Injection Well Notes

Water injection, or waterflooding, is the oldest enhanced recovery method.  Waterflooding was born over 125 years ago near Pithole City, Pennsylvania.  As is often the case with new technology, the earliest water injection for enhanced recovery was almost certainly an accident.  Water from a shallow aquifer leaked into an abandoned well, or possibly leaked around an early packer, entering the oil bearing rock formation (pay zone).  While this was disastrous to future oil production from the affected well, it was noticed that oil production rates increased in nearby wells.  In a published report in 1880, John F. Carll had already observed that water injection not only increased oil production rates, but appeared to increase ultimate oil recovery.  By the 1890s, waterflooding was very successful in the Bradford, Pennsylvania area.  Water injection for enhanced recovery was slow to expand outside Western Pennsylvania, in part because the practice was rendered illegal in many jurisdictions by early oil conservation laws.  This gave rise to some clandestine waterflooding during the first quarter of the twentieth century.  But waterflooding slowly gained in popularity with many pilot projects started in the 1940s, and by 1955, there were nearly 2,300 water injection projects in 17 states.

A Few Tips

We have over 30 years of experience with shallow waterfloods in the Illinois Basin, some less than 300 feet deep.  Here are a few things we have learned along the way.

Water Meters are necessary to effectively and properly operate a waterflood.  See our Water Meter Trivia page, with its links to additional water meter service notes pages, for some useful information on water meters.  If pressures are not too high, it is possible to use relatively inexpensive domestic (household) meters.  It is a trivial matter to modify these low pressure meters to read out in 42 gallon barrels.  There are also some newer multi-jet meters on the market in various pressure ratings that look promising for waterflood applications.

PVC Piping has long been used for oil flow lines, but it is an attractive injection line piping material if operating pressures permit; it is essentially immune to corrosion.  One inch Schedule 40 PVC will safely work to 450 psi conveying cold water, and one inch Schedule 80 PVC pipe will safely work to 630 psi conveying cold water (published industry numbers).  If you can find it, the bell end pipe is much more dependable than the stuff with factory glued on couplings.  We like Oatey brand All Purpose Cement (red label); it does a better job under adverse conditions than any other solvent cement we have tried.  Use PVC pipe cleaner for best results, but the primers (often purple) are a waste of time and money (and try not to get too high off the glue and cleaner fumes).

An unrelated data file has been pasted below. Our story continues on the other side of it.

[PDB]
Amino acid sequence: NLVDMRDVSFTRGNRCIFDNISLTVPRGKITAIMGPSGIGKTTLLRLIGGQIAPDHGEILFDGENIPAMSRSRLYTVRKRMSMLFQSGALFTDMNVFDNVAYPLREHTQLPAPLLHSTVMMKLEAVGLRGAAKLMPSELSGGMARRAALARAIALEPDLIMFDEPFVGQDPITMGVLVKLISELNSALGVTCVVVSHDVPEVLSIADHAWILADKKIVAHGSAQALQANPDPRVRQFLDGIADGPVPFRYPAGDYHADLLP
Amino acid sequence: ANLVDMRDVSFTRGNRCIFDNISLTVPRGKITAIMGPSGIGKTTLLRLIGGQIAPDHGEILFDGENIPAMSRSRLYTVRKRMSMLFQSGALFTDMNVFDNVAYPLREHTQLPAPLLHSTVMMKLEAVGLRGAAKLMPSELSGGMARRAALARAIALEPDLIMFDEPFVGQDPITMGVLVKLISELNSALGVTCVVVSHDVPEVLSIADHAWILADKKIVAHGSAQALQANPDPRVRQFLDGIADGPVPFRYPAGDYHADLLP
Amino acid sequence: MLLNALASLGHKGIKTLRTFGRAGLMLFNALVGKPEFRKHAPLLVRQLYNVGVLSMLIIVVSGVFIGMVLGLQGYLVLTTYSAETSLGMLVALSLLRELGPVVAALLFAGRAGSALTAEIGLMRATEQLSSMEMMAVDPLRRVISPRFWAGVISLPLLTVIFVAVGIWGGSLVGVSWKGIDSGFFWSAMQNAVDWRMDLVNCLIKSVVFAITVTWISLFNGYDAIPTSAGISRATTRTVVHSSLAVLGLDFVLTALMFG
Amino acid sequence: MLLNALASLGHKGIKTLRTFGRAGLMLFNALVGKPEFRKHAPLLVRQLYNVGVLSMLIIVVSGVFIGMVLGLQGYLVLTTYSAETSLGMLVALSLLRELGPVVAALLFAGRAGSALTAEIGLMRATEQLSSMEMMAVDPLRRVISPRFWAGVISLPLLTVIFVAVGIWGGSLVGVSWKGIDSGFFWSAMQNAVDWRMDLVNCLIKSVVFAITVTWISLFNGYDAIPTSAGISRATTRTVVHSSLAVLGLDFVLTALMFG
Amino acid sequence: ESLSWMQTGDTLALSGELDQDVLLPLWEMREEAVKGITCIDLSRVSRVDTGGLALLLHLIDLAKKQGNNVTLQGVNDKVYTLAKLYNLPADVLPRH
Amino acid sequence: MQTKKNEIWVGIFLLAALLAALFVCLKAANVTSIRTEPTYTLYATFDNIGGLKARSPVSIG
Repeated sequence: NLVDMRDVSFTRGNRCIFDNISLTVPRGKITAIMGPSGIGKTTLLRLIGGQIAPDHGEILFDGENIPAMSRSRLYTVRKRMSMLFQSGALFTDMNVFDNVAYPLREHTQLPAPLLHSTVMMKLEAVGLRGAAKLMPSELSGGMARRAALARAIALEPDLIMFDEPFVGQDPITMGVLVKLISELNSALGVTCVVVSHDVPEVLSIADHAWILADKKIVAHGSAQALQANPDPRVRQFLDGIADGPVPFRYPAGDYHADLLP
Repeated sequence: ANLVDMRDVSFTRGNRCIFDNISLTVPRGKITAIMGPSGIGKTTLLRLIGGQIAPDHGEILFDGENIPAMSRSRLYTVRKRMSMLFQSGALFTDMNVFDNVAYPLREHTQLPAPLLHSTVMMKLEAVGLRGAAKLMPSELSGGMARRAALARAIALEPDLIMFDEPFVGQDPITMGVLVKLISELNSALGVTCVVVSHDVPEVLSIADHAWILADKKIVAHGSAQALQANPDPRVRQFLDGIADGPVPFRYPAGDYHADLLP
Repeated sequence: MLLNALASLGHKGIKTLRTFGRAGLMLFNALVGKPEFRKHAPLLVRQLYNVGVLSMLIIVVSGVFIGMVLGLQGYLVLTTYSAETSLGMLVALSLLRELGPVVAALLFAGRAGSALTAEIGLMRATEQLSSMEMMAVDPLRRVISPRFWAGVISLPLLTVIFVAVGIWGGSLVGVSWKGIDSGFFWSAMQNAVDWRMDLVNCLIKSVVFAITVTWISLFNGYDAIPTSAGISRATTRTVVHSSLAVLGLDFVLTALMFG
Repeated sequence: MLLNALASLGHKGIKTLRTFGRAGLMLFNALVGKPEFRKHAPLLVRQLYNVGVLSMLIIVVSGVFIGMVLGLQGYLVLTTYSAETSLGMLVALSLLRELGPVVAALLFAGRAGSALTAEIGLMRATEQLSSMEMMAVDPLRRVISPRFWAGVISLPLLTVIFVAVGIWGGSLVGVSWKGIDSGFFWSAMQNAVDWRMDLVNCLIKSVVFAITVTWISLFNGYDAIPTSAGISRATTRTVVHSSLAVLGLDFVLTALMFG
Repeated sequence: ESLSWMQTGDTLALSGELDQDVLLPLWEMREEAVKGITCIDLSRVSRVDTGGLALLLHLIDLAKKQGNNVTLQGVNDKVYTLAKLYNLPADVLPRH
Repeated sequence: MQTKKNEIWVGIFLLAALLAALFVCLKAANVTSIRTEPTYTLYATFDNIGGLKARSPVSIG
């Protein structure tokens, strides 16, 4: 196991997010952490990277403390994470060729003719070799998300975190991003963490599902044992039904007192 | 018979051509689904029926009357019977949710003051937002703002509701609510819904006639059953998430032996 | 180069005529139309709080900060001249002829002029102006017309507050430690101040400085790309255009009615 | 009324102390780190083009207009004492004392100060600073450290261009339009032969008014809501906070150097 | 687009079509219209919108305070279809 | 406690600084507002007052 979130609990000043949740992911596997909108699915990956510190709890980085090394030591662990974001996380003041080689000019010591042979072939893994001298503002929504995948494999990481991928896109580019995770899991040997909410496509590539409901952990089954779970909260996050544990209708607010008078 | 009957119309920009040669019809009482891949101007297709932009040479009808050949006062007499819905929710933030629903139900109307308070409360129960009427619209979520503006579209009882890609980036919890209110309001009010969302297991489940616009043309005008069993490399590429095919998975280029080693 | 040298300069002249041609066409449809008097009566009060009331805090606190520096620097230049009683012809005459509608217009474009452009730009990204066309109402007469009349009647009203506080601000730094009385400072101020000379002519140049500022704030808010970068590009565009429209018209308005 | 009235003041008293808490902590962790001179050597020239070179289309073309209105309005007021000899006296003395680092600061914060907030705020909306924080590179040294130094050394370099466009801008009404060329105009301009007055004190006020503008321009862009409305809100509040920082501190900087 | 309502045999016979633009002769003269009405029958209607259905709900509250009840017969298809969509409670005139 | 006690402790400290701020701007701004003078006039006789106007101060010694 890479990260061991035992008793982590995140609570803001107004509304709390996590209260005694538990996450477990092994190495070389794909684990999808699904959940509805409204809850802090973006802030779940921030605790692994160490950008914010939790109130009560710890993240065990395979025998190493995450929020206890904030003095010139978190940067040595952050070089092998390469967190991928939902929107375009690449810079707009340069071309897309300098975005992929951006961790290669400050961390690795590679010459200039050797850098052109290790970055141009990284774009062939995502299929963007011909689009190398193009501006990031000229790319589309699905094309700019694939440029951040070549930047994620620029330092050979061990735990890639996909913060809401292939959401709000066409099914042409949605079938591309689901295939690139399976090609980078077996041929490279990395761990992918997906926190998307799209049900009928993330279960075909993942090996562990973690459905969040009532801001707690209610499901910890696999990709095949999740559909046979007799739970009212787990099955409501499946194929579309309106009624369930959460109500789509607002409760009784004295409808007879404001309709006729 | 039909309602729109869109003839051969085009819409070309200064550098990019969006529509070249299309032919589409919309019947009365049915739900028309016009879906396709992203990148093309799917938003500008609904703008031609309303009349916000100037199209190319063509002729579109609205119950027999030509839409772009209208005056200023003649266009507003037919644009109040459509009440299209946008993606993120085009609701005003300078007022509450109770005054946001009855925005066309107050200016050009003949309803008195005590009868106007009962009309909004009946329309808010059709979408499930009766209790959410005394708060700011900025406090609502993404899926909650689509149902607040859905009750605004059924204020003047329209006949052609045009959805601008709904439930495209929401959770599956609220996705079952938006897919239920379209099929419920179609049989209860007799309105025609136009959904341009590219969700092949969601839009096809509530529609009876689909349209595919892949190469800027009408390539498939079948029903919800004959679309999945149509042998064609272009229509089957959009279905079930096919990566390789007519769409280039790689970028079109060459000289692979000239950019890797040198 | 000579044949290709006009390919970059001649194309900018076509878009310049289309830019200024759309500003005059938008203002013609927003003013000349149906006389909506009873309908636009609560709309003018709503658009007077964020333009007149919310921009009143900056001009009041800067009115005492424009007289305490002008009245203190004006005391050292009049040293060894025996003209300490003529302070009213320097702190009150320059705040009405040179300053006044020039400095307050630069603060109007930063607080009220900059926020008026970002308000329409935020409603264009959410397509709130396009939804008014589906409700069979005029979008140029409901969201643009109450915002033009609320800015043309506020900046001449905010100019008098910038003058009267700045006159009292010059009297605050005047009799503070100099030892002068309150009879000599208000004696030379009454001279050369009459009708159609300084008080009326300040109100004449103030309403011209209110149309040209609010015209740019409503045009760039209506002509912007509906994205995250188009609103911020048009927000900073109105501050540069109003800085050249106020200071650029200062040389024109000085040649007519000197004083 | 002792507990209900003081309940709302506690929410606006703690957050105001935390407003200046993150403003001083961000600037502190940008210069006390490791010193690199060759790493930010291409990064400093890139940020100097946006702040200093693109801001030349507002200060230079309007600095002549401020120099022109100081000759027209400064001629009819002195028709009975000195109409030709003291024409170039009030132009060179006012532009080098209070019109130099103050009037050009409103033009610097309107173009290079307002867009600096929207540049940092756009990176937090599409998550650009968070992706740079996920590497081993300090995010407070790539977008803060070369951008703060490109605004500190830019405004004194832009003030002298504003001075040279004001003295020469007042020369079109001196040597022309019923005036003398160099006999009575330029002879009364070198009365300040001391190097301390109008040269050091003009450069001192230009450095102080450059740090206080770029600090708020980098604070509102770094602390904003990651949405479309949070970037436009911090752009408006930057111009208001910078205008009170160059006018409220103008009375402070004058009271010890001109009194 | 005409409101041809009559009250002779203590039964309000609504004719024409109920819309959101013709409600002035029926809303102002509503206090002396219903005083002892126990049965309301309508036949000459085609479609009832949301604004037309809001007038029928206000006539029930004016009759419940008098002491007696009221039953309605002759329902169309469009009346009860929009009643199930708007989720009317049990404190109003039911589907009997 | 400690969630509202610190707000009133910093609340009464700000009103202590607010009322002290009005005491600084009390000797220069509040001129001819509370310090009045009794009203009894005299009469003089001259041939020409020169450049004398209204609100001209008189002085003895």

Copper Tubing makes a nifty connection from the water supply line to a water meter attached to the well head.  Rather than hard plumbing the well head to the water supply riser pipe, we use a loop of 1/4 inch OD ACR (Dry Seal) copper refrigeration tubing connected with flare fittings.  1/4 inch OD ACR copper tubing is good for 1,406 psi up to 100 degrees F, and good for 1,125 psi at 200 degrees F.  This approach simplifies the pipe fitting job, but it has another big advantage.  In the event of a water meter or other mechanical failure associated with the well, the loop of small diameter copper tubing will limit water flow to some extent, preventing the complete collapse of the injection system, but still allowing easy detection of individual well problems for wells taking no more than a couple of hundred barrels per day (shallow injection wells often take less than 100 barrels per day).  Incidentally, copper pipe used in the air conditioning industry is always referred to by its outside diameter, but copper pipe made for use by plumbers is referred to by its nominal inside diameter (do not bother asking why).

Plastic Tents make a cheap and effective injection well cover.  Kenneth Ingle, our good friend and "poor boy" oil field innovator, began using polyethylene contractor plastic film as an injection well cover over two decades ago.  The idea is to drape 6 mil black polyethylene film, available at any builders supply store, over the injection well and to anchor the perimeter on the ground with a few shovels full of dirt.  We often make a slit that fits tightly around the top of the water meter so readings can be taken without uncovering the well.  This scheme provides just as good freeze protection as fancy boxes placed over the well (short of a heater in the enclosure, no cover will protect against freezing if the waterplant fails on a cold night).  Do not use clear plastic or you will create the greenhouse from hell, and it does not weather well absent the carbon pigment.

100 Barrels Per Day (BPD) is close to 3 gallons per minute (gpm).  The actual conversion factor is 2.917, but for most practical purposes the 3 gpm approximation can be used.  This incredibly handy "rule of thumb" conversion factor is helpful in estimating injection rates, production rates, and just about any situation involving flowing liquids in the oil patch.

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Last 10-20-10